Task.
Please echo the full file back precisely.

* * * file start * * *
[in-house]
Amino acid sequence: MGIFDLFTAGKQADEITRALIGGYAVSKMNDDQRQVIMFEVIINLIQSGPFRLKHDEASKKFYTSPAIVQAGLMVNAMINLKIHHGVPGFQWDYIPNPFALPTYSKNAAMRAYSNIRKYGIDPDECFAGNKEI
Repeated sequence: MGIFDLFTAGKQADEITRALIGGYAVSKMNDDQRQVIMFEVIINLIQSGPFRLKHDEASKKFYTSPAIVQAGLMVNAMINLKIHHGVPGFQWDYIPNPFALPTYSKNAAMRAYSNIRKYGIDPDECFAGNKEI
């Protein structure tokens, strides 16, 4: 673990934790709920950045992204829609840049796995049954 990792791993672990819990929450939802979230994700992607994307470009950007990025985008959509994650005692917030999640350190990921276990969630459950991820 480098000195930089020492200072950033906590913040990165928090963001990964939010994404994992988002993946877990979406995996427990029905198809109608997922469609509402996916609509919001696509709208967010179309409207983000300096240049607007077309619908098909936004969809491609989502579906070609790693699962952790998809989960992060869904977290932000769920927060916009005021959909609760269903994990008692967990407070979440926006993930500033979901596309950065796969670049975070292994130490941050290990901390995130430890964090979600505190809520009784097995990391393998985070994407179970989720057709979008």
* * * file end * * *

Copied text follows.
[in-house]
Amino acid sequence: MGIFDLFTAGKQADEITRALIGGYAVSKMNDDQRQVIMFEVIINLIQSGPFRLKHDEASKKFYTSPAIVQAGLMVNAMINLKIHHGVPGFQWDYIPNPFALPTYSKNAAMRAYSNIRKYGIDPDECFAGNKEI
Repeated sequence: MGIFDLFTAGKQADEITRALIGGYAVSKMNDDQRQVIMFEVIINLIQSGPFRLKHDEASKKFYTSPAIVQAGLMVNAMINLKIHHGVPGFQWDYIPNPFALPTYSKNAAMRAYSNIRKYGIDPDECFAGNKEI
């Protein structure tokens, strides 16, 4: 673990934790709920950045992204829609840049796995049954 990792791993672990819990929450939802979230994700992607994307470009950007990025985008959509994650005692917030999640350190990921276990969630459950991820 480098000195930089020492200072950033906590913040990165928090963001990964939010994404994992988002993946877990979406995996427990029905198809109608997922469609509402996916609509919001696509709208967010179309409207983000300096240049607007077309619908098909936004969809491609989502579906070609790693699962952790998809989960992060869904977290932000769920927060916009005021959909609760269903994990008692967990407070979440926006993930500033979901596309950065796969670049975070292994130490941050290990901390995130430890964090979600505190809520009784097995990391393998985070994407179970989720057709979008």